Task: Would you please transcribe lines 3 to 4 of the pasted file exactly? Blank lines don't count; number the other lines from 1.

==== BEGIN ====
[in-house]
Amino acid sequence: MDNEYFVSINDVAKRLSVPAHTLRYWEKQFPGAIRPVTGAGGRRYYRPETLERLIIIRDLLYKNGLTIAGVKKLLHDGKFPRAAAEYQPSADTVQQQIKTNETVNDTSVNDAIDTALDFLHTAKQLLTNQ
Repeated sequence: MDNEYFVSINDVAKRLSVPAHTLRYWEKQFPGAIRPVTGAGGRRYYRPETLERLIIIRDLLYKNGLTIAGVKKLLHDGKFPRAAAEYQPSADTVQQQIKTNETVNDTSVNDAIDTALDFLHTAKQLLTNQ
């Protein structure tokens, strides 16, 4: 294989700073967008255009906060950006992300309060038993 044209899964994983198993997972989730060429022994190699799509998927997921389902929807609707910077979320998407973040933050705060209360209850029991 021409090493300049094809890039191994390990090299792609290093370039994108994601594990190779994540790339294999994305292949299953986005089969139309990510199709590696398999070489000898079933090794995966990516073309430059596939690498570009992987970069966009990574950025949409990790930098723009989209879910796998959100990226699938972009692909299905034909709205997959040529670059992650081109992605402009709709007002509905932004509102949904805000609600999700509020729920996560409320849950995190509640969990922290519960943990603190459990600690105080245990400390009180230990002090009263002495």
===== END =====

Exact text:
Repeated sequence: MDNEYFVSINDVAKRLSVPAHTLRYWEKQFPGAIRPVTGAGGRRYYRPETLERLIIIRDLLYKNGLTIAGVKKLLHDGKFPRAAAEYQPSADTVQQQIKTNETVNDTSVNDAIDTALDFLHTAKQLLTNQ
């Protein structure tokens, strides 16, 4: 294989700073967008255009906060950006992300309060038993 044209899964994983198993997972989730060429022994190699799509998927997921389902929807609707910077979320998407973040933050705060209360209850029991 021409090493300049094809890039191994390990090299792609290093370039994108994601594990190779994540790339294999994305292949299953986005089969139309990510199709590696398999070489000898079933090794995966990516073309430059596939690498570009992987970069966009990574950025949409990790930098723009989209879910796998959100990226699938972009692909299905034909709205997959040529670059992650081109992605402009709709007002509905932004509102949904805000609600999700509020729920996560409320849950995190509640969990922290519960943990603190459990600690105080245990400390009180230990002090009263002495």